Trinity Lutheran School Improves School Safety with State Grant
Wisconsin’s School Safety Grant Initiative is benefiting a local school.
The program, which will be distributing $100 million in state-funded grants to K-12 public and private schools through the rest of the year, is part of an effort to improve safety measures and create a safe school environment. Grants are awarded through a program by the Wisconsin Department of Justice (DOJ) in which schools and law enforcement determined need at the local level and made requests.
Since the signing of 2017 Wisconsin ACT 143 into law, which required the grant program, the DOJ has consulted with specialists in the fields of education, security, law enforcement, and mental health to develop how the initiative will improve Wisconsin schools.
Funds were organized into two categories. Primary Security focuses on baseline improvements such as door locks and hardening school entryways. Advanced Security measures for improvements beyond minimum security thresholds.
Trinity Lutheran School in Marshfield received an $18,334 grant through the program in both categories. With the funds, the school will install a new phone and PA system throughout the entire facility that will enable classrooms to communicate with the school in case of an emergency.
Additionally, security cameras viewable by law enforcement are being installed at all entrances, a shatter-resistant film will be applied to all entrances to prevent forced entry, and an electronic door lock with key fob system will be applied to the faculty entrance to ensure the door always remains locked.
“We’re trying to put all the necessary precautions in place,” said Kent Weigel, Security Committee Chairman. “We’re trying to let our faculty and students focus on what they should be doing – teaching and learning.”
Prior to the program, the school installed secondary door locks to all classrooms and an electronic lock to the main entrance doors.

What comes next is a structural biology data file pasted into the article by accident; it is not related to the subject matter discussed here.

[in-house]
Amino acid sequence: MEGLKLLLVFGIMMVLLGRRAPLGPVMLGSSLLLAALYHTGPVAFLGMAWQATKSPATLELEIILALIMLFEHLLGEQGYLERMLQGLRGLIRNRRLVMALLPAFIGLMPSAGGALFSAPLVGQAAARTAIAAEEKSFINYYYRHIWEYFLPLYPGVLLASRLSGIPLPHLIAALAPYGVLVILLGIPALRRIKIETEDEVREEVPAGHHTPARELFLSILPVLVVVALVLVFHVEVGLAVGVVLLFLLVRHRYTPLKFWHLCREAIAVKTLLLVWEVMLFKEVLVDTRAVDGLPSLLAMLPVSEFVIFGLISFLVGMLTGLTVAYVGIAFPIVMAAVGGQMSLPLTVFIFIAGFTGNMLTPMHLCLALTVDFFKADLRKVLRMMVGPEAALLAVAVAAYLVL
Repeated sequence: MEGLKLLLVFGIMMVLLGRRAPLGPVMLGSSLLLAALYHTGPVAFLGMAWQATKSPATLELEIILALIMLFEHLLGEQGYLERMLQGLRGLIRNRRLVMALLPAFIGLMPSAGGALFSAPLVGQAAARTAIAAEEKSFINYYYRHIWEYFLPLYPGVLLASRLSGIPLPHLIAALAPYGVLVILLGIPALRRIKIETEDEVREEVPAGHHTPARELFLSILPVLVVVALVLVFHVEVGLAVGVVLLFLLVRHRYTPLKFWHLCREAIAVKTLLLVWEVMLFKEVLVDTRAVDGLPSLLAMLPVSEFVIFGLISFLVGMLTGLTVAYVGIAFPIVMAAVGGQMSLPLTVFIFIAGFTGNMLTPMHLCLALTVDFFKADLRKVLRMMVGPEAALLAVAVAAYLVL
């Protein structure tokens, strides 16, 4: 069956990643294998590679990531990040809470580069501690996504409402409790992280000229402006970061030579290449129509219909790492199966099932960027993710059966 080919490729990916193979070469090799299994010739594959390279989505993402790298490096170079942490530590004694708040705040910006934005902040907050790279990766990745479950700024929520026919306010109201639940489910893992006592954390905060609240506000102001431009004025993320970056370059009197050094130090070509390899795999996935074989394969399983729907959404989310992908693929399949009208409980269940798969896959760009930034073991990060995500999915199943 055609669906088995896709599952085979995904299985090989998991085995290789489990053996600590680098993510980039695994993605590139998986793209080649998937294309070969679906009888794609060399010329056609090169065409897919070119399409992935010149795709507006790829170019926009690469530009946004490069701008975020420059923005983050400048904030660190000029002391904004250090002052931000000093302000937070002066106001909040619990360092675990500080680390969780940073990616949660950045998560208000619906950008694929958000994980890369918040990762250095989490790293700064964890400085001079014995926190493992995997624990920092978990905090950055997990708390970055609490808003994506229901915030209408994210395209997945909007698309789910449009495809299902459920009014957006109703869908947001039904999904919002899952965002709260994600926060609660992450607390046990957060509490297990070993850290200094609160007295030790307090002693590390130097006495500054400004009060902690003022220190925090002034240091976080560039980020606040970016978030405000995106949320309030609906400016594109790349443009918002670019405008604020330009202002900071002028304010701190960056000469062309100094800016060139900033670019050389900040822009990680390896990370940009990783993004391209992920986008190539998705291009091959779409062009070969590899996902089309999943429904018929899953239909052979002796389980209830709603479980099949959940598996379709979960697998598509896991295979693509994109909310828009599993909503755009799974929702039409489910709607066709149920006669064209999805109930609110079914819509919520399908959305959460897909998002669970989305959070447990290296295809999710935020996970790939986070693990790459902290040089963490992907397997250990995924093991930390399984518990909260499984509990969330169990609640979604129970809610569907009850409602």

A prerequisite of the School Safety Grant is to provide at minimum three hours of training for all full-time teachers, aides, counselors, and administrators in Adverse Childhood Experiences (ACE) and Trauma Informed Care/Trauma Sensitive Schools (TIC/TSS) before the 2018-19 school year, if they haven’t already received such training.
Another requirement is for applicants to partner with law enforcement to make sure proposed expenditures, visitor protocols, and school safety plans will be effective.
Attorney General Brad Schimel today awarded more than $1.3 million to the following 20 schools:
- Barneveld School District, $38,949;
- Benton School District, $57,975;
- Big Foot Unified High School District, $13,975;
- Bristol #1 School District, $22,925;
- Crivitz School District, $20,000;
- Kettle Moraine School District, $190,395;
- Kewaskum School District, $106,347;
- La Farge School District, $53,352;
- Luck School District, $39,516;
- Mauston School District, $188,275;
- Prentice School District, $81,272;
- Randall J1 School District, $21,935;
- River Ridge School District, $55,000;
- Rock County Christian School, $39,951;
- St. Joseph School; $20,750;
- Stevens Point Area Public School District, $279,827;
- Trinity Evangelical Lutheran School, $18,334;
- Union Grove J1 School District, $19,872;
- Wautoma Area School District, $84,435;
- Williams Bay School District, $28,960.